By  on February 25, 2005

PARIS — Design is looking a lot less industrial, with limited editions — especially in furniture — becoming a growing and lucrative niche.

Of course, rarity in the design world is hardly new. As Alice Rawsthorn, director of the Design Museum in London, pointed out, “Many of the most famous ‘mass manufactured’ 20th-century designs were originally produced as limited editions.”

Landmark pieces like Eileen Gray’s Bibendum Chair and her E1027 Table, which were made individually, are examples.

“Even by the 1960s, a piece as sleek and futuristic as the Panton Chair had to be made by hand for years, as Verner Panton and Vitra struggled to resolve technical problems for producing it in volume,” said Rawsthorn. More recently, sculptor Donald Judd has blurred the lines between art and design with his furniture.

Nonetheless, the last few years have seen a veritable explosion in limited editions. Industry bellwethers from Marc Newson and Hella Jongerius to France’s Bouroullec brothers and Maarten van Severen are making more of them. Contemporary art galleries are dedicating shows to the idea, and prices are shooting through the stratosphere.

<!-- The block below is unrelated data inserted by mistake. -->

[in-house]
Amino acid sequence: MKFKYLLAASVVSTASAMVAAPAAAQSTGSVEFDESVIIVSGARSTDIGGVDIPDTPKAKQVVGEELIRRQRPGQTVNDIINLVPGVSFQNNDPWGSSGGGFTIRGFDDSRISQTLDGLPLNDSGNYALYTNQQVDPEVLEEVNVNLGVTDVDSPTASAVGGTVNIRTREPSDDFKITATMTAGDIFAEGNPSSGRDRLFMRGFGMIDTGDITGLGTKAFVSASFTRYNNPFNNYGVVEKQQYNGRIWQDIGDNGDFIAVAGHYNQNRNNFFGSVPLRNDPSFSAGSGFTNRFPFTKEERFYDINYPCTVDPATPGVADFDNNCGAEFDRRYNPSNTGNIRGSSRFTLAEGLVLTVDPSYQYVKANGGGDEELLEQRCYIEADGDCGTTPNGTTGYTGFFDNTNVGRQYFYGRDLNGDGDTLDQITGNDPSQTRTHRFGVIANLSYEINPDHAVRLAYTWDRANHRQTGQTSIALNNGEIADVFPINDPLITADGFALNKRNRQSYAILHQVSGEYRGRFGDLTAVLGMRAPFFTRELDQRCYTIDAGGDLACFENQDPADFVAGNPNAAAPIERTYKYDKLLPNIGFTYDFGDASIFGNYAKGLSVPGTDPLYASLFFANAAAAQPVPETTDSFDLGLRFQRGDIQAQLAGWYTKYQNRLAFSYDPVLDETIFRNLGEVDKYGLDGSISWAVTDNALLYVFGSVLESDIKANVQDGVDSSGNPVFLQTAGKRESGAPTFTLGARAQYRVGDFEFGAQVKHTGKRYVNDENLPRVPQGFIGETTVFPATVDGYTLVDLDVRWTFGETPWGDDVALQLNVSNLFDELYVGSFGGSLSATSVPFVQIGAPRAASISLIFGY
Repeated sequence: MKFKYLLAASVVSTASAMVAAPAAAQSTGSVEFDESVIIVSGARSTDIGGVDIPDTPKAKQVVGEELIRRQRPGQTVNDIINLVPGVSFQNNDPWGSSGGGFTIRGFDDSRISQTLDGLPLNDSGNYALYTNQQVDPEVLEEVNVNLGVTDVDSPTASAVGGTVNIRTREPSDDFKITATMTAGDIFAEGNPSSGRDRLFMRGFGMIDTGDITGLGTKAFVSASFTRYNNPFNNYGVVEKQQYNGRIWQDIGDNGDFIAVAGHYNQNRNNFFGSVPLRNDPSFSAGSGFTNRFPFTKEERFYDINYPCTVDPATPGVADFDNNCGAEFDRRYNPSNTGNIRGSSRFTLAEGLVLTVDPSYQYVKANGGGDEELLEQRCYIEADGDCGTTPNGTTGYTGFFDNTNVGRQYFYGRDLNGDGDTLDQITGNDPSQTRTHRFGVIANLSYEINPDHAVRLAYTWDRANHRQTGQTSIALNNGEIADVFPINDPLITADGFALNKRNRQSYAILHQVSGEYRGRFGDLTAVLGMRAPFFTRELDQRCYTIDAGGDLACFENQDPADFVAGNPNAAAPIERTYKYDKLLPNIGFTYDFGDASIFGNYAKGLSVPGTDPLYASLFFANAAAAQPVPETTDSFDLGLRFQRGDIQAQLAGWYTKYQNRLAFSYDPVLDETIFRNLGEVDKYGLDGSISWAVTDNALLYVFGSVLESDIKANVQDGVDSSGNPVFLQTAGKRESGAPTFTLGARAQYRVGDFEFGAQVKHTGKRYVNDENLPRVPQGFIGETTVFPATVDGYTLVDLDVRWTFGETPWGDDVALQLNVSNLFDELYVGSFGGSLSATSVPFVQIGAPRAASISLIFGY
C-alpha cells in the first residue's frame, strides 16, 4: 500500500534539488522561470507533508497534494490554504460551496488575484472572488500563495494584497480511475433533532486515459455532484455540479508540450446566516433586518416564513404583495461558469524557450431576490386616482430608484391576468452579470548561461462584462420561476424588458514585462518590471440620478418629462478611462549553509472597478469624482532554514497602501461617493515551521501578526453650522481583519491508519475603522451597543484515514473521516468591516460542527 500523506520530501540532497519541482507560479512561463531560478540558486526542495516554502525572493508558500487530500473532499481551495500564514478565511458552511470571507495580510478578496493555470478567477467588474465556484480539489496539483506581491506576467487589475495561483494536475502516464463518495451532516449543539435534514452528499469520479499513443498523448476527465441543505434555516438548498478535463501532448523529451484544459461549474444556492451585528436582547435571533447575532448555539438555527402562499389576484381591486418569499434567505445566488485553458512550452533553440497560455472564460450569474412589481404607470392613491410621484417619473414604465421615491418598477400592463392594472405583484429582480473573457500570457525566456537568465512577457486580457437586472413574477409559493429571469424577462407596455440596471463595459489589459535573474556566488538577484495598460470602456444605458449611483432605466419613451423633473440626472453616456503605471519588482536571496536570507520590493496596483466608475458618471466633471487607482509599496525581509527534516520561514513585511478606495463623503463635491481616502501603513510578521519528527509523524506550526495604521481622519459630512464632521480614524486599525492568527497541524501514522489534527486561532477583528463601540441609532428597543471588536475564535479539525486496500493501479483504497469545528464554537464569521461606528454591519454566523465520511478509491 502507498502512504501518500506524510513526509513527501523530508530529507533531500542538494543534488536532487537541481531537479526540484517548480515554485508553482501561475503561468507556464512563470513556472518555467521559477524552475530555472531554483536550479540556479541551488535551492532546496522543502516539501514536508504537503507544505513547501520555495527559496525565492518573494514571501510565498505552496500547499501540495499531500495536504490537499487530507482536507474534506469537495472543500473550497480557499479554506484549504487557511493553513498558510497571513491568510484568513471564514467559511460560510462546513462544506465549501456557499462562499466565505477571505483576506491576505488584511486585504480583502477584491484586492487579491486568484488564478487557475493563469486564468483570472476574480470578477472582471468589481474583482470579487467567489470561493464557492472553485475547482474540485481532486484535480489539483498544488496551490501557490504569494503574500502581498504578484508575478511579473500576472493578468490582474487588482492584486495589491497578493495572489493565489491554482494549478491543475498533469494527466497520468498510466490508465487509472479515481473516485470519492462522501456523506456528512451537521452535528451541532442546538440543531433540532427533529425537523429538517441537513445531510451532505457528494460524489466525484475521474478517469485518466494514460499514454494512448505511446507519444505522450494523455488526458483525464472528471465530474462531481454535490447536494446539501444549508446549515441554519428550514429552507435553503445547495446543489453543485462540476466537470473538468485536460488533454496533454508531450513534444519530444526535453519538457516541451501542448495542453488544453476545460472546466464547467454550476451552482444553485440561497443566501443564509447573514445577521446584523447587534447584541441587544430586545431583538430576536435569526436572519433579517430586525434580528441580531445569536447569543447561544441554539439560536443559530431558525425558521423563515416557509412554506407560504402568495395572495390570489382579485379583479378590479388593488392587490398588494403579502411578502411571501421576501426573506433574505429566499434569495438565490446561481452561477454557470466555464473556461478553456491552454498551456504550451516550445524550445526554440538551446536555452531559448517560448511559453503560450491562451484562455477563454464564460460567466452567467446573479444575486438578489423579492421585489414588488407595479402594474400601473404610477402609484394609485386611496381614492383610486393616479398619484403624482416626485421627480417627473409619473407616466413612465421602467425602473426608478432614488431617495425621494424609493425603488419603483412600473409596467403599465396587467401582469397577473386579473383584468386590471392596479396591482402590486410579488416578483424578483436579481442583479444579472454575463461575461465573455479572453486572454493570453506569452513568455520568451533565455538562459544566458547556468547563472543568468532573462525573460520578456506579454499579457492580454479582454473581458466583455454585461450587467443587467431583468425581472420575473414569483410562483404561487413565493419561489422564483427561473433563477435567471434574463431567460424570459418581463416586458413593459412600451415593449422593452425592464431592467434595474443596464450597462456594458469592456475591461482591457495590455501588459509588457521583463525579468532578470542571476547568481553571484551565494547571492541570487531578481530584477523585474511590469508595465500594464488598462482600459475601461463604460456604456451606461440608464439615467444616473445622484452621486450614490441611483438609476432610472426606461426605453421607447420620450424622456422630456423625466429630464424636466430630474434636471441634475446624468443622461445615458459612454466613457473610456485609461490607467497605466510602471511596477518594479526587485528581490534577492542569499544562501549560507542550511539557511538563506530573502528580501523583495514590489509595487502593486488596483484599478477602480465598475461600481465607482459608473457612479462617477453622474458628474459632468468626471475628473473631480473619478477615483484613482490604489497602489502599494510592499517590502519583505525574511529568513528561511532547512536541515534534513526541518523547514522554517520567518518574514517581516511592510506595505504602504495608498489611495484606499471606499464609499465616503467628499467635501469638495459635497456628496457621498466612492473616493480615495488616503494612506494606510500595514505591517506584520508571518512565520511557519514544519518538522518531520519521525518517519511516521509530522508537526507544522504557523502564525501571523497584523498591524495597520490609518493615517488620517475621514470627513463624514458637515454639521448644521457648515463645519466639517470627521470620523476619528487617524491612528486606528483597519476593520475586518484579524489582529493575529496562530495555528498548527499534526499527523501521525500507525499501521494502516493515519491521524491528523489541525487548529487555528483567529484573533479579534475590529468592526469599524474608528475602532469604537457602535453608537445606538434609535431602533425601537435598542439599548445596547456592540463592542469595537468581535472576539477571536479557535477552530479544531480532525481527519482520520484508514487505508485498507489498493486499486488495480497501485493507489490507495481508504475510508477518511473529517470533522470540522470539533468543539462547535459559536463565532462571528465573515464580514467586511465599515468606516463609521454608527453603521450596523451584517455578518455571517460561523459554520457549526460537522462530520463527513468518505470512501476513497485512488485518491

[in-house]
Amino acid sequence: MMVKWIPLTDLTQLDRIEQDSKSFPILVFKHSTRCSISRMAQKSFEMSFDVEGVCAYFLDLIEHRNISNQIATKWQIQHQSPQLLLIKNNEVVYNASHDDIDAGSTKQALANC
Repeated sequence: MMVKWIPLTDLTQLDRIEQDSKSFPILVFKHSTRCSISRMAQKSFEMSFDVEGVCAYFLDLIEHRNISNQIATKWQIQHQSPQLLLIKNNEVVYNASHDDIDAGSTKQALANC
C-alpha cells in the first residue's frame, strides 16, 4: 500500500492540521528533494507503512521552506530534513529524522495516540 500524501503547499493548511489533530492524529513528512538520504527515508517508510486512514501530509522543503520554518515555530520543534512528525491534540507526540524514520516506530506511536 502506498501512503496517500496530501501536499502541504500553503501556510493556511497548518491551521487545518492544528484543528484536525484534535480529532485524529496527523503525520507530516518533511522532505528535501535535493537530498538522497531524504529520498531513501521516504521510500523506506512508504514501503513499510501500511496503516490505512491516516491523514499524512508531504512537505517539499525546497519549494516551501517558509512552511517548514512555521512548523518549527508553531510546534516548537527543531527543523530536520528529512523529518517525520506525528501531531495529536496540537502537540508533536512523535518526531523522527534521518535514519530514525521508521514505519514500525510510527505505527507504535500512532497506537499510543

Didier Krzentowski, owner of Kreo gallery in Paris, calls the trend a “reaction against the Conran and Ikea generation.”

“It’s a natural revolt against an increasingly mass market,” added Laurence Vayosn who, with her husband, runs Tools gallery in Paris. “People are craving more personalized products.”

Krzentowski is probably the first dealer to have zeroed in on the exceptional potential of limited-edition design. His four-year-old Kreo gallery commissions the world’s leading designers to make limited editions, with Azzedine Alaïa, Karl Lagerfeld and Hedi Slimane among his tastemaking clients.

“As a collector, which I was before opening Kreo, I always wanted things that I couldn’t find elsewhere,” he said, adding that most serious design collectors are also aficionados of contemporary art. “It’s a similar story of passion.”

Evolving trends of taste can’t be ignored. The market for 20th-century big shots — Jean Prouve, Gio Ponti, Charlotte Perriand and Le Corbusier — is maturing at auction. A pair of Jean Prouve steel and Plexiglas porthole doors, for example, recently sold for $680,000 at Sotheby’s. The golden $100,000 mark is often broken, and more collectors are crossing over from other fields of collecting.

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